To turn it on, open the Google Maps app and tap on the account icon in the upper-right corner. Then click Turn on Incognito mode.
This could come in handy in a few situations:
If you are meeting someone to discuss a sensitive business matter, Incognito mode will prevent the meeting location from being recorded.
Google Maps lets you constantly share your location with someone like your romantic partner. If you want your location to be kept secret, like when shopping for an engagement ring, you can turn on Incognito mode.
Let’s say you are driving and a member of your family is using the Maps app on your phone to navigate to a new address. Turning on Incognito mode will hide your past maps searches from that person.
Google now also includes an auto-delete option for location history. In the My Activity tool, click Activity controls, scroll to Location history and click Manage Activity. On the next page, find the icon shaped like a nut and then click Automatically delete location history. You can set data to self-purge after three months or 18 months.
For those who don’t want Google to create a record of their location history at all, there’s a switch for that. On the My Activity page, click Activity controls and scroll to Location history and turn the switch to the off position.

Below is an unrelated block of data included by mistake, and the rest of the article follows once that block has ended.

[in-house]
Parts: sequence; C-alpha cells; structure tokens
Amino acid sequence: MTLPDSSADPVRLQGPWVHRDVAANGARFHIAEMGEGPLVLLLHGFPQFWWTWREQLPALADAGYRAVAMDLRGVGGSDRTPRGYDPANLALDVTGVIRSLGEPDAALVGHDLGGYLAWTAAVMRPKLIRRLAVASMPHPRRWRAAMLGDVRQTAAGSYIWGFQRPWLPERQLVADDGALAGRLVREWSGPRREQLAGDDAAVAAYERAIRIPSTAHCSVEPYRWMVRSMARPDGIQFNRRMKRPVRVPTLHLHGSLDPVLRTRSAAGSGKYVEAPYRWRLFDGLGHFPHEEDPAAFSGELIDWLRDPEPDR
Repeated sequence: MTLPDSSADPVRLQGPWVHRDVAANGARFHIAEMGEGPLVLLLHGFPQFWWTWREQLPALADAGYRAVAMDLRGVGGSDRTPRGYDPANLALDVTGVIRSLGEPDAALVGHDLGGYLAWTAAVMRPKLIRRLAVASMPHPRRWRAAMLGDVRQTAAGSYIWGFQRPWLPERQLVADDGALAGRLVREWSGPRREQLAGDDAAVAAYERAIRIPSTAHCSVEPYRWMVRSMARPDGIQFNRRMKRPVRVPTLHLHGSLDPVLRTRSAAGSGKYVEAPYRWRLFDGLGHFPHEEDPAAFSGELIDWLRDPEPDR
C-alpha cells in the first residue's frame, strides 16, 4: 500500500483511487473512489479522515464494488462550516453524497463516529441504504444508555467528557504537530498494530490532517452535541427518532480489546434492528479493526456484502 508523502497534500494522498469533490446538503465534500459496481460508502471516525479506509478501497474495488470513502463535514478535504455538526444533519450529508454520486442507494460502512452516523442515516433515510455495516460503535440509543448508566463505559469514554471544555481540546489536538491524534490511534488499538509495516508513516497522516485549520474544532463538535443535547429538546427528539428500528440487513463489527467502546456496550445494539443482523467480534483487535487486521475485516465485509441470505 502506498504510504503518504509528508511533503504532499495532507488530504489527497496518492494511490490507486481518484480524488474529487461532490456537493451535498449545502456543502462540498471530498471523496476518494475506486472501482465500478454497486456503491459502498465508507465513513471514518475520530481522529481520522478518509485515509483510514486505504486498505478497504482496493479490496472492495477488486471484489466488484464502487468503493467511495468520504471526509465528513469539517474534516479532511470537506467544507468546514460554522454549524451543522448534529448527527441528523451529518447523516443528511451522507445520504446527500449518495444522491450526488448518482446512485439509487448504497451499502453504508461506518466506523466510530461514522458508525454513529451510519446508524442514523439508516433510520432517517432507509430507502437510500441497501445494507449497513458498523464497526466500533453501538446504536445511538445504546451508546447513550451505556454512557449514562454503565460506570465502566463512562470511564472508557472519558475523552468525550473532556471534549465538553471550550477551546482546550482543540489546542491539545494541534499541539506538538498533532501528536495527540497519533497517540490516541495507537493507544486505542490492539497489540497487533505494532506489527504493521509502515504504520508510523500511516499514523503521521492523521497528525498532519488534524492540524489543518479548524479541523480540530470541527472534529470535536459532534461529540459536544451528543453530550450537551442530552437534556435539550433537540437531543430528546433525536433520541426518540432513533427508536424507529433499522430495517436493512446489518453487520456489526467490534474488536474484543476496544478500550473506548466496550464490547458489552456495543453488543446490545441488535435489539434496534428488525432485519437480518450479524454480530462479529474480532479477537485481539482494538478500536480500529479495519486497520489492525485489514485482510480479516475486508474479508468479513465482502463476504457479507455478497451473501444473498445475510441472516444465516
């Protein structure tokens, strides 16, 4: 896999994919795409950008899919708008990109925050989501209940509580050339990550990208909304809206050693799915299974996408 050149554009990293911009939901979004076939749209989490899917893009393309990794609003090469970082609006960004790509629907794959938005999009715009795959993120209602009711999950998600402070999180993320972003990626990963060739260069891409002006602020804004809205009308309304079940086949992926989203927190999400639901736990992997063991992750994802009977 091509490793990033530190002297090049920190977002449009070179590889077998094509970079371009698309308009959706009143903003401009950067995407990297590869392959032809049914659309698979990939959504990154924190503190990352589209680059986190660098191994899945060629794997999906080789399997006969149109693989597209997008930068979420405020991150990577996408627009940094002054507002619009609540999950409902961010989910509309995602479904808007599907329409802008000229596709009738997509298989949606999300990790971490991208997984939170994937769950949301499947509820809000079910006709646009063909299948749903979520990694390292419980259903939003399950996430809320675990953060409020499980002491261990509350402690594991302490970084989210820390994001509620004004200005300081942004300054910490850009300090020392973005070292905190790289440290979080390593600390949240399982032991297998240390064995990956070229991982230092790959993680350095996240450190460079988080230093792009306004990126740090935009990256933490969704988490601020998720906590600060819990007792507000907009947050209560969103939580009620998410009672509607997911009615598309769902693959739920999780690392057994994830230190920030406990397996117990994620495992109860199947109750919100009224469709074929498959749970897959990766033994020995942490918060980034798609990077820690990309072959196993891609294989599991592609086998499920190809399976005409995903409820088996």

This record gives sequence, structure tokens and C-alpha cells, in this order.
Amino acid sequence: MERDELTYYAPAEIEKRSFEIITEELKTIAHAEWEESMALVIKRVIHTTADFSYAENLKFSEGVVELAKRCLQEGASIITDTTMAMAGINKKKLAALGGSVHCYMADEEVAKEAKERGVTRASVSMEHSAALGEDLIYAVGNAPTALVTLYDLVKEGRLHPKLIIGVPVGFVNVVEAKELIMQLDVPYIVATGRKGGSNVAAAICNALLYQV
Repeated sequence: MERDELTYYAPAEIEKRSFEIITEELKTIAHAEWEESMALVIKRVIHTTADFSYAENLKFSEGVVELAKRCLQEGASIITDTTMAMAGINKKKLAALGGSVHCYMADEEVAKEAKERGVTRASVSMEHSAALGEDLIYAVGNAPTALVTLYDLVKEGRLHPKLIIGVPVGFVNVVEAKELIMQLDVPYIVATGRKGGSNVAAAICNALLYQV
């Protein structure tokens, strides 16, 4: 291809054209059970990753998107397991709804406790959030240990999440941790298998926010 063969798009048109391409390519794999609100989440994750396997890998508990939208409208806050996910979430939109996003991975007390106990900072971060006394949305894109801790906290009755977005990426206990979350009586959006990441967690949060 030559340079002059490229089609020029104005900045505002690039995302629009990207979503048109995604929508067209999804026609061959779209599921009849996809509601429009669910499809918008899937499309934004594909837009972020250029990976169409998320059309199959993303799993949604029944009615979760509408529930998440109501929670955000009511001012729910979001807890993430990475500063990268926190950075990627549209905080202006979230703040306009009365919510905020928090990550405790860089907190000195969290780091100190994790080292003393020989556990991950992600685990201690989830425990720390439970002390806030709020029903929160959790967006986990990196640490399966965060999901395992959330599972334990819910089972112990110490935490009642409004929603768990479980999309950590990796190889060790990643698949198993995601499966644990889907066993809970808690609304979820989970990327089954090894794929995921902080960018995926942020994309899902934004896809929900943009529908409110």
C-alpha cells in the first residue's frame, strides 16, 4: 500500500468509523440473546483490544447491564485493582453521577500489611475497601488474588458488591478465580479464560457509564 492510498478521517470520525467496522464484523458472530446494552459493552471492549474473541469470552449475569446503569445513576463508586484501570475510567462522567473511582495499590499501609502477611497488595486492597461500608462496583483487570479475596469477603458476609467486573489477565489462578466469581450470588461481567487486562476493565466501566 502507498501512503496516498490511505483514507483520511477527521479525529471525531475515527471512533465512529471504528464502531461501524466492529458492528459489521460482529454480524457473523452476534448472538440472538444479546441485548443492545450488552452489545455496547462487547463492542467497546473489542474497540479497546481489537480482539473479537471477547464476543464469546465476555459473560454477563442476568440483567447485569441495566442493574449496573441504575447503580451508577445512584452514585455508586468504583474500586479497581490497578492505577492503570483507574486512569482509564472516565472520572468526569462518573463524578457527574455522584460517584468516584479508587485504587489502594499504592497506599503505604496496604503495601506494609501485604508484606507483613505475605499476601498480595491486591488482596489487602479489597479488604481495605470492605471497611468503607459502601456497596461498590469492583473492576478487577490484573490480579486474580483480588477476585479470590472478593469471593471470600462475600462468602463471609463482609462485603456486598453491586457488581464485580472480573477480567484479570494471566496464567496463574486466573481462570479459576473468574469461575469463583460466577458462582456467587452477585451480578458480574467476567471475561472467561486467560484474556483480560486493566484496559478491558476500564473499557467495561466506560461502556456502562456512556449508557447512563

Just do it
In offering these privacy tools, Google is a step ahead of other internet giants like Facebook and Twitter, which don’t provide ways to easily delete large batches of dated posts.
Yet there’s no one-size-fits-all for how people should use Google’s privacy controls, since everyone has different lifestyles and levels of paranoia. To give an idea of how you can tailor these settings, here’s my personal setup:
I set my search history to auto-delete. I rarely use Google Assistant and don’t visit Google News, meaning I don’t benefit from personalized recommendations. But I’m often checking Google Maps, and it’s useful to have a recent history of those searches to revisit destinations. So I set Web & App Activity to automatically delete after three months.
I set my YouTube history to self-destruct. I go in and out of phases that involve cooking different types of foods, and I like it when YouTube surfaces new recipes based on recent searches. So I set my YouTube history to auto-delete after three months.
I set my location history to auto-delete, too. I use Google Maps regularly, and I go on big trips twice a year. It’s useful for me to let Google know where I have been recently so that its Maps app can load relevant addresses and remember places I have been. But it’s not useful for Google to continue to know that I went to Hawaii last month for vacation. So I set my location history to auto-purge after three months.
It’s difficult to imagine why anyone wouldn’t want to take advantage of Google’s auto-delete tools. There’s no practical benefit to letting Google keep a history of our online activities from years back. So don’t delay in wiping a tiny bit of your digital traces away.
The New York Times